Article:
Memories of Pasadena
by J. Orlin Grabbe
The arrival of Franz Josef Strauss had generated an atmosphere of eschatological ecstasy and hubris. Speculation was rife. Perhaps the church would not flee to Petra in advance of the German-led European takeover of America. The church might still be around, headquartered in California, but allowed to escape because we knew the Führer personally.
Strauss would address the student body. The press would be there, if for no other reason than to discover why the Bavarian politician should be visiting an obscure private college in Pasadena.
As editor of the student newspaper, I was charged with chronicling the significant events of the "latter days." Remembering photographs I had seen of Hitler, out in his garden on a sunny day, affectionately petting his dog or stroking the chin of a blond-haired Mädchen ("der Führer loves dogs and children"), I decided to show Strauss in a relaxed, unofficial moment, since it wasn't good public relations to brand him with a swastika. The photographer struck pay-dirt. He caught Strauss in the make-up room, in preparation for an interview on The World Tomorrow, Ambassador College's telecast of news, prophecy, and pith. The Beast, as Strauss was generally known around Ambassador, was wearing a bib and beaming Gemütlichkeit.
While growing up in the Texas panhandle, I had never heard of Strauss. But I knew all about the Beast, a symbol for an European-based empire, as well as the man who would run it. Knowledge of the Beast was born of revelation and boredom. Before I learned to read there was little to do when herding cattle or sheep on horseback, other than to sit in the saddle, look for rabbits, and day-dream. Afterwards, I always had a book or, on Saturdays, a few pieces of free literature from Ambassador College in Pasadena, California, whose radio programs were all over the Texas airwaves late at night.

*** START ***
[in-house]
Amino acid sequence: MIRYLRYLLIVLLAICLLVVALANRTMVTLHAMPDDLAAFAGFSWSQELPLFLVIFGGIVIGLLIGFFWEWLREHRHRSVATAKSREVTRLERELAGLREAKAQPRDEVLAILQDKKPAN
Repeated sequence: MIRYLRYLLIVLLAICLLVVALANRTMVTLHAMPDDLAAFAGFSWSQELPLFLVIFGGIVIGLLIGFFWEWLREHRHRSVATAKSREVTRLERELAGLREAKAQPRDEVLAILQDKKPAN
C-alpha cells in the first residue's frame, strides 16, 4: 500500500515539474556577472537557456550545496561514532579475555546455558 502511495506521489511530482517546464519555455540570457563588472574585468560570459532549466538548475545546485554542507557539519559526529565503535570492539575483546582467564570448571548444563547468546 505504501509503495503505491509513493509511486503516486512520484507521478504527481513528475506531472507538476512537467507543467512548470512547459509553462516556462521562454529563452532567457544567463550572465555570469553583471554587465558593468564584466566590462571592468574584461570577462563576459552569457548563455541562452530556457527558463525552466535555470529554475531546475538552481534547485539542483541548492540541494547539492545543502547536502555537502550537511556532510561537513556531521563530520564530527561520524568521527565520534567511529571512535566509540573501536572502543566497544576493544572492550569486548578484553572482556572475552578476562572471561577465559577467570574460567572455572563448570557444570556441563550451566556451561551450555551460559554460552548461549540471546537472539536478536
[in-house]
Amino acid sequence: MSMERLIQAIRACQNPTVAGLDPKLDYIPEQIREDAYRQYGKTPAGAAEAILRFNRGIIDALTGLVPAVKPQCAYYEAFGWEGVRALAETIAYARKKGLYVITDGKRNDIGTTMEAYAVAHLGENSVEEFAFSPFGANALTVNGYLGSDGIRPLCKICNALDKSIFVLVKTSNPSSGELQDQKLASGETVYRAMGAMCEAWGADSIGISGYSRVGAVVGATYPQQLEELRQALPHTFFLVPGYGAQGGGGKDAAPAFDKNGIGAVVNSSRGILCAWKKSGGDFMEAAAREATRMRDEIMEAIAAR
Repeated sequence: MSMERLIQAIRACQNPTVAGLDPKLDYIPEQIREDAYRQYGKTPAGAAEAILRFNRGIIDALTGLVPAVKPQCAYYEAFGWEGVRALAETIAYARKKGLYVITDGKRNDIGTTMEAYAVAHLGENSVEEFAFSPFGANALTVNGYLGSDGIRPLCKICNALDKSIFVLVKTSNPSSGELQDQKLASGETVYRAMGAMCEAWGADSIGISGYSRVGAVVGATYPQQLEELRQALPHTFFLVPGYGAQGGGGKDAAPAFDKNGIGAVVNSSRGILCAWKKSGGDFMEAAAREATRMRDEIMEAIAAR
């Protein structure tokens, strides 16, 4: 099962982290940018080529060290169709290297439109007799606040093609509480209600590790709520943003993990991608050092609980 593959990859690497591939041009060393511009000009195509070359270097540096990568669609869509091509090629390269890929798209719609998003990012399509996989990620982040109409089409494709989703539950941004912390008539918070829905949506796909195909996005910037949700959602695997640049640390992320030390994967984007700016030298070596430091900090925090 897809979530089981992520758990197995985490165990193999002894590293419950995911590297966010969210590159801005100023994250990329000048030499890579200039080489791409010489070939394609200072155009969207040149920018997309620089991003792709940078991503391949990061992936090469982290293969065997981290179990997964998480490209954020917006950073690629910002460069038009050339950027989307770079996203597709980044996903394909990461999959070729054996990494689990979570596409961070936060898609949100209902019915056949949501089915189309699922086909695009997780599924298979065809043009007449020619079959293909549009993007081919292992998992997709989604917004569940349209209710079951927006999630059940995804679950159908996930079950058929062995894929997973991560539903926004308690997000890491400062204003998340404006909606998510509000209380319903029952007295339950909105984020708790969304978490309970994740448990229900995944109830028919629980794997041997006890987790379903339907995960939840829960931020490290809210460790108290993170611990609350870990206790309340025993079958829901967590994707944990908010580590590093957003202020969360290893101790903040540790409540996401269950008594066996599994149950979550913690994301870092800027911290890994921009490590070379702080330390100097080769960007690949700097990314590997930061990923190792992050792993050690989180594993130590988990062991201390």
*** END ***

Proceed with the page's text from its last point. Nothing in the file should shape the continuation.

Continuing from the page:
Sometimes I would sit behind the saddle, or crossways, or backwards, or perched in a yoga posture. Or I might stand in the grass holding the reins, with my back to the sun to keep the glare off the page. Thus I learned about the Germans. The Nazis had gone underground after the war and spent the post-war era perfecting a master plan to conquer the world, starting this time with the U.S. Hitler had fled to Argentina in the final days, and the Germans would welcome him with open arms upon his reappearance, at which time he would pretend to have been resurrected by the Pope.
Ambassador College monitored the progress of Nazi re-emergence with continual news reports on Europe and the Common Market, which were calculated to lead the public to the proper interpretation of Daniel and Revelation, expounded in works like 1975 in Prophecy. The illustrations in the latter booklet, provided by a church member, an established artists whose work frequently appeared in Mad magazine, were not calculated to comfort. One saw bulldozers at work, pushing mountains of bodies into vast chasms. Gaunt figures with clubs chased rats for food, silently monitored by vultures in gnarled trees. Mushroom clouds rose from metropolitan areas, while terror-stricken suburbanites clogged the streets in flight. The text foretold the return of concentration camps.
It was not predestined that I would attend Ambassador. It only seemed that way. Though the Ambassador publications always struck me as slightly naive, I attributed that to the mysteries of Providence. In those days I despised religion and religious people. My feelings were only partly assuaged by the fact that Ambassador College served as the nerve center of a church that thumbed its nose at all other sects and religions, with the exception of Judaism. Fundamentally I believed the prophecies, and hence there was no escape. I was constantly tempted to leave the infinite flatness of my home town, to forever forget Ambassador, and to explore the world. But that seemed futile if the Germans were coming.